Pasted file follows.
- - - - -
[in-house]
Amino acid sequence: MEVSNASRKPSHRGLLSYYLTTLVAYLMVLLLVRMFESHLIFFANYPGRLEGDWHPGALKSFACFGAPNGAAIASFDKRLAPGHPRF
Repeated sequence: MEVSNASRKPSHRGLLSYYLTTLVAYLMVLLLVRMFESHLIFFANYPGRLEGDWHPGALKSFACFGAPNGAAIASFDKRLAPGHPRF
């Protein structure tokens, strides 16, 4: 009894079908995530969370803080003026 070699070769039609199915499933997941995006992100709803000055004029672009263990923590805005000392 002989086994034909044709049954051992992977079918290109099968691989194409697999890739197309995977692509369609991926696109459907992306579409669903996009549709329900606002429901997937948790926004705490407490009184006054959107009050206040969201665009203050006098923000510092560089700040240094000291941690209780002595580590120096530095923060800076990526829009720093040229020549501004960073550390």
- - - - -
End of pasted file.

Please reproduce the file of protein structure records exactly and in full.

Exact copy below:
[in-house]
Amino acid sequence: MEVSNASRKPSHRGLLSYYLTTLVAYLMVLLLVRMFESHLIFFANYPGRLEGDWHPGALKSFACFGAPNGAAIASFDKRLAPGHPRF
Repeated sequence: MEVSNASRKPSHRGLLSYYLTTLVAYLMVLLLVRMFESHLIFFANYPGRLEGDWHPGALKSFACFGAPNGAAIASFDKRLAPGHPRF
């Protein structure tokens, strides 16, 4: 009894079908995530969370803080003026 070699070769039609199915499933997941995006992100709803000055004029672009263990923590805005000392 002989086994034909044709049954051992992977079918290109099968691989194409697999890739197309995977692509369609991926696109459907992306579409669903996009549709329900606002429901997937948790926004705490407490009184006054959107009050206040969201665009203050006098923000510092560089700040240094000291941690209780002595580590120096530095923060800076990526829009720093040229020549501004960073550390």